Le Divorce (Fox Searchlight). The Onion's Scott Tobias finds this Merchant Ivory adaptation of Diane Johnson's novel too faithful to its source material. It's difficult to locate the supposedly "delightful comedy of manners" among Americans in Paris because the filmmakers cram in "the full complement of characters and subplots." The ensemble cast—which includes Naomi Watts and Kate Hudson—is so large, "you almost expect Arnold Schwarzenegger to pop up in the mix," writes the Christian Science Monitor's David Sterritt. The Chicago Tribune's Mark Caro bemoans the clunky tonal shifts: One minute we're watching a "bloody suicide attempt"; the next, a Hermes bag flies above the Paris skyline. The Dallas Observer finds the film's observations about the "new world order" overly reductive: "What we learn from their interactions is that Americans are cheap and stupid, while the French are greedy and stupid." (Buy tickets to Le Divorce.)
S.W.A.T. (Sony). Critics find this police procedural—in which Colin Farrell stars—fairly, well, procedural. Elvis Mitchell, for one, is somewhat befuddled as to why anyone wanted to remake the original '70s TV series: Despite its great "wah wah crackle" theme song, "it's not as if anyone had any huge loyalty to the psycho-of-the-week drama of the show." "One more competent but routine, midlevel ($70 million) late-summer action movie filled with the usual explosions, shootouts and male bonding," sighs the Seattle Post-Intelligencer's William Arnold; what distinguishes S.W.A.T. is a "hissable monster" of a French villain whom the heroes refer to as a "frog." But the Washington Post's Michael O'Sullivan enjoys the simple pleasures: A "good-looking" cast, a "loud" soundtrack, a "stupid" plot, and LL Cool J shouting " 'Tell Daddy how you want it' while shoving an automatic weapon into a Frenchman's face." (Read David Edelstein's Slate review.) (Buy tickets to S.W.A.T.)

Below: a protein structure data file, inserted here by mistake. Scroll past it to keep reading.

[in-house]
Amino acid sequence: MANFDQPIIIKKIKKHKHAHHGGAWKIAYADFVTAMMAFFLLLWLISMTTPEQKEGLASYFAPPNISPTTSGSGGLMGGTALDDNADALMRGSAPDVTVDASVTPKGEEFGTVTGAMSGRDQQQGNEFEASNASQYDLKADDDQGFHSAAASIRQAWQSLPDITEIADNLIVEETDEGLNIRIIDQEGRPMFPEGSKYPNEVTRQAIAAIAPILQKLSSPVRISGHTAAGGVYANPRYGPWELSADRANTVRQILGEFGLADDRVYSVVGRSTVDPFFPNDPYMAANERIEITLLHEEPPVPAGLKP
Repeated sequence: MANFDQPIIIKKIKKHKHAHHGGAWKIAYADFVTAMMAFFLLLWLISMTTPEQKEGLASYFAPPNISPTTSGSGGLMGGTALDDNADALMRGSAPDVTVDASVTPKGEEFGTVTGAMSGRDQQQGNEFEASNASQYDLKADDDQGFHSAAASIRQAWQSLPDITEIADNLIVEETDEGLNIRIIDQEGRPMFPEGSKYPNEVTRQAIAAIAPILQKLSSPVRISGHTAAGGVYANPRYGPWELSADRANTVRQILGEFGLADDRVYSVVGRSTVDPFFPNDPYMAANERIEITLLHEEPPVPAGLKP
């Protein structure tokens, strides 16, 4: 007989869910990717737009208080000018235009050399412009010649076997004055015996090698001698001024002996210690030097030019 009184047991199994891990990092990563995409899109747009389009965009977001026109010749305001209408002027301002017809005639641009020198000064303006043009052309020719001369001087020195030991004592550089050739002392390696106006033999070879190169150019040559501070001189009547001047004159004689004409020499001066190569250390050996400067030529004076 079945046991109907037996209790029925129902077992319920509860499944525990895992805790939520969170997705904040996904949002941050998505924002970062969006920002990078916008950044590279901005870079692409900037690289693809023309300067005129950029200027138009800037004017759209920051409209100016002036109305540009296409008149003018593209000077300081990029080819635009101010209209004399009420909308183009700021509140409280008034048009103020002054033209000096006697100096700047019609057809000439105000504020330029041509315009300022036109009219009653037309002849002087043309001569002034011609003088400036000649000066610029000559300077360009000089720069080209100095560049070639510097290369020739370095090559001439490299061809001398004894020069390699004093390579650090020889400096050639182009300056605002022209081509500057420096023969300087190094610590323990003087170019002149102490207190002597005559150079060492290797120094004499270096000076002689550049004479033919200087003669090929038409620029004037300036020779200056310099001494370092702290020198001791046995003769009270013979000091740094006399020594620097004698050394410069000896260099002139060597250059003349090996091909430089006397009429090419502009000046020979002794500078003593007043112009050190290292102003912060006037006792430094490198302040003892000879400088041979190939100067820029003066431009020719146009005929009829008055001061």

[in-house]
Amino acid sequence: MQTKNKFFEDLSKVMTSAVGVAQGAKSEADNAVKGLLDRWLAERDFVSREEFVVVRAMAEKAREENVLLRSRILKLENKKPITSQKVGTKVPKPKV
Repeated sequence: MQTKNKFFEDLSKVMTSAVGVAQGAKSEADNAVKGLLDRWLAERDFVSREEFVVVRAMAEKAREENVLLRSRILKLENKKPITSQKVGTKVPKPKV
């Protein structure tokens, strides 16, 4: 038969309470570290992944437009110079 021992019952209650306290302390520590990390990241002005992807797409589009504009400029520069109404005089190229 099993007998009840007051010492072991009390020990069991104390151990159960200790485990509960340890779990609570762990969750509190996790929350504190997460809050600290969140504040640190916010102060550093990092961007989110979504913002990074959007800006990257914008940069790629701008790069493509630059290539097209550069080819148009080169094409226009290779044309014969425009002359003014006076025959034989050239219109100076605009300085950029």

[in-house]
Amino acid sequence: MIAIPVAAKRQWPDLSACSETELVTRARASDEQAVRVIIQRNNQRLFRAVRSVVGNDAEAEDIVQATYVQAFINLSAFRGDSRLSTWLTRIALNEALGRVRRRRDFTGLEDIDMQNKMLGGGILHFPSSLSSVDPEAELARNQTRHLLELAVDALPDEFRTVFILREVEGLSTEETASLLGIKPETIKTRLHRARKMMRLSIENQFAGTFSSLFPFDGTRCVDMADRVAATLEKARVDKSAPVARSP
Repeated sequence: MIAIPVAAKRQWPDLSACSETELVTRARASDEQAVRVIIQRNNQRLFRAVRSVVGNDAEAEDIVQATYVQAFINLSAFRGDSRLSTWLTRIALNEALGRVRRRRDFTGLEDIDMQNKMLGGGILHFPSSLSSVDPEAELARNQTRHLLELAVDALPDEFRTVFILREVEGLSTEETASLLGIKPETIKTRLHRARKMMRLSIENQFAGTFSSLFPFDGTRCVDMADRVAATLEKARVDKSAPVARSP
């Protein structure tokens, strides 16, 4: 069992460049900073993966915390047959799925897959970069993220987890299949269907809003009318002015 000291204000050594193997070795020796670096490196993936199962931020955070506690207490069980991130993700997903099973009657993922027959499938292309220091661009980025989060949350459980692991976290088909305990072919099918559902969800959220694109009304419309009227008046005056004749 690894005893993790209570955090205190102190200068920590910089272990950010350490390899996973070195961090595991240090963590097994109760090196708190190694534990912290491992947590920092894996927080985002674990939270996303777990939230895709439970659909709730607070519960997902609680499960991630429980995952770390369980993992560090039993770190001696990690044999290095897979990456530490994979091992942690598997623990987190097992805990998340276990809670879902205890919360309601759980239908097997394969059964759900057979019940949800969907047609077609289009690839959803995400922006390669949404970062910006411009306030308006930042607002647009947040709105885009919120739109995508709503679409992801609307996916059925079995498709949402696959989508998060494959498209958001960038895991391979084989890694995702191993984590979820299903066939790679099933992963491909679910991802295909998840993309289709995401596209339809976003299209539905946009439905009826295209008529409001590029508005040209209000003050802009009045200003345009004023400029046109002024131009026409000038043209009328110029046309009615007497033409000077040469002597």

The Real Roseanne Show (ABC). This reality series chronicles "what must be one of the oddest of showbiz odysseys": The making of Roseanne Barr's cooking show Domestic Goddess. The director, a seasoned documentary filmmaker, emphasizes "oddity over awkwardness," writes Newsday'sDiane Werts, and as strange as Roseanne appears—she uses a "kabbalistic face reader" to choose an executive producer—"the circle gathered around her is an even more motley group." Her son and son-in-law, who serve as producers, do little more than "order pizza and engage in mock sword fights." Her first husband is handyman and his wife is her personal assistant. But the Washington Post's Tom Shales, who thinks the show has a "faintly nauseating familiarity" (think The Osbournes), gets annoyed every time Barr "squawks, screams and swears" or "carps," "crabs," and "curses." He also thinks Domestic Goddess "has Gigli written all over it."